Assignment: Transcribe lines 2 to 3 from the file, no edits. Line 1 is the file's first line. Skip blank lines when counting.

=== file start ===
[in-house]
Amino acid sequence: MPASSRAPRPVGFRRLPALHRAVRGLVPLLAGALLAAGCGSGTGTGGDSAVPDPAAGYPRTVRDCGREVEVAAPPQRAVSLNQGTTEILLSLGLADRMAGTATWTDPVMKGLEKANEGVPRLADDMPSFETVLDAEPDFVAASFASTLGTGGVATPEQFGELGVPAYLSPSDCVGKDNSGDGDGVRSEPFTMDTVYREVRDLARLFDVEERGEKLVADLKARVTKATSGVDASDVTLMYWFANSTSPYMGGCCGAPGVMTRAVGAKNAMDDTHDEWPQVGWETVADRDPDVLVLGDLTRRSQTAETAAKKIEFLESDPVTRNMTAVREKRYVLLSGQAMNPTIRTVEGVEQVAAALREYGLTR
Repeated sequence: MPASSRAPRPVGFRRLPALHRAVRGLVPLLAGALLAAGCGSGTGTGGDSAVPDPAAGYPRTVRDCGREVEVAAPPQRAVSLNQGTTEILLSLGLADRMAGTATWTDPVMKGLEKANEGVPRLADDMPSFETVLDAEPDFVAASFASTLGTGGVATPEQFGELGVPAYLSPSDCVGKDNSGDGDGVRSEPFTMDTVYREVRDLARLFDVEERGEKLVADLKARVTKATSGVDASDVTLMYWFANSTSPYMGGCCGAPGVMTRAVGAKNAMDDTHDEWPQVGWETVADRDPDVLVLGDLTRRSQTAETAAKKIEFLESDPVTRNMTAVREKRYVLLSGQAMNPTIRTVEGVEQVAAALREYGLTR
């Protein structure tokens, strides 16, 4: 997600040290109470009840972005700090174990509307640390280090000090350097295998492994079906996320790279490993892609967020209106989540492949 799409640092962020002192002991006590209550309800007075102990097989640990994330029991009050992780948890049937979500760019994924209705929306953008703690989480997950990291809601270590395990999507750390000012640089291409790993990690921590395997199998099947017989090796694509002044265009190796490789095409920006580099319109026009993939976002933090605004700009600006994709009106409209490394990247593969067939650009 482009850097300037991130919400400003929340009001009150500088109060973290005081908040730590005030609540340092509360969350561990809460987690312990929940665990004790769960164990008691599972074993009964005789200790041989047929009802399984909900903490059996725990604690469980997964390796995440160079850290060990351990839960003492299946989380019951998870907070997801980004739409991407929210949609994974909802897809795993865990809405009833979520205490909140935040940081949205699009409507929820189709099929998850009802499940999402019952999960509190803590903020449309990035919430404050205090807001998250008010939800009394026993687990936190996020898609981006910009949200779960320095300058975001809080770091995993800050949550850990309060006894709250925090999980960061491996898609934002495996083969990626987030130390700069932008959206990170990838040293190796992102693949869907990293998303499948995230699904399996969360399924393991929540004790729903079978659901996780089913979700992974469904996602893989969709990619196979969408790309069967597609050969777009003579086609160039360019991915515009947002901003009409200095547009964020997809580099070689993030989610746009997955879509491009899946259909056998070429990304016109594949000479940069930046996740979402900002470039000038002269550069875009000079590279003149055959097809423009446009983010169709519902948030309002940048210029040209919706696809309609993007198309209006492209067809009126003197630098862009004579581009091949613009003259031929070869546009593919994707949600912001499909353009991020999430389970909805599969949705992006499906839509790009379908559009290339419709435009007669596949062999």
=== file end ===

Amino acid sequence: MPASSRAPRPVGFRRLPALHRAVRGLVPLLAGALLAAGCGSGTGTGGDSAVPDPAAGYPRTVRDCGREVEVAAPPQRAVSLNQGTTEILLSLGLADRMAGTATWTDPVMKGLEKANEGVPRLADDMPSFETVLDAEPDFVAASFASTLGTGGVATPEQFGELGVPAYLSPSDCVGKDNSGDGDGVRSEPFTMDTVYREVRDLARLFDVEERGEKLVADLKARVTKATSGVDASDVTLMYWFANSTSPYMGGCCGAPGVMTRAVGAKNAMDDTHDEWPQVGWETVADRDPDVLVLGDLTRRSQTAETAAKKIEFLESDPVTRNMTAVREKRYVLLSGQAMNPTIRTVEGVEQVAAALREYGLTR
Repeated sequence: MPASSRAPRPVGFRRLPALHRAVRGLVPLLAGALLAAGCGSGTGTGGDSAVPDPAAGYPRTVRDCGREVEVAAPPQRAVSLNQGTTEILLSLGLADRMAGTATWTDPVMKGLEKANEGVPRLADDMPSFETVLDAEPDFVAASFASTLGTGGVATPEQFGELGVPAYLSPSDCVGKDNSGDGDGVRSEPFTMDTVYREVRDLARLFDVEERGEKLVADLKARVTKATSGVDASDVTLMYWFANSTSPYMGGCCGAPGVMTRAVGAKNAMDDTHDEWPQVGWETVADRDPDVLVLGDLTRRSQTAETAAKKIEFLESDPVTRNMTAVREKRYVLLSGQAMNPTIRTVEGVEQVAAALREYGLTR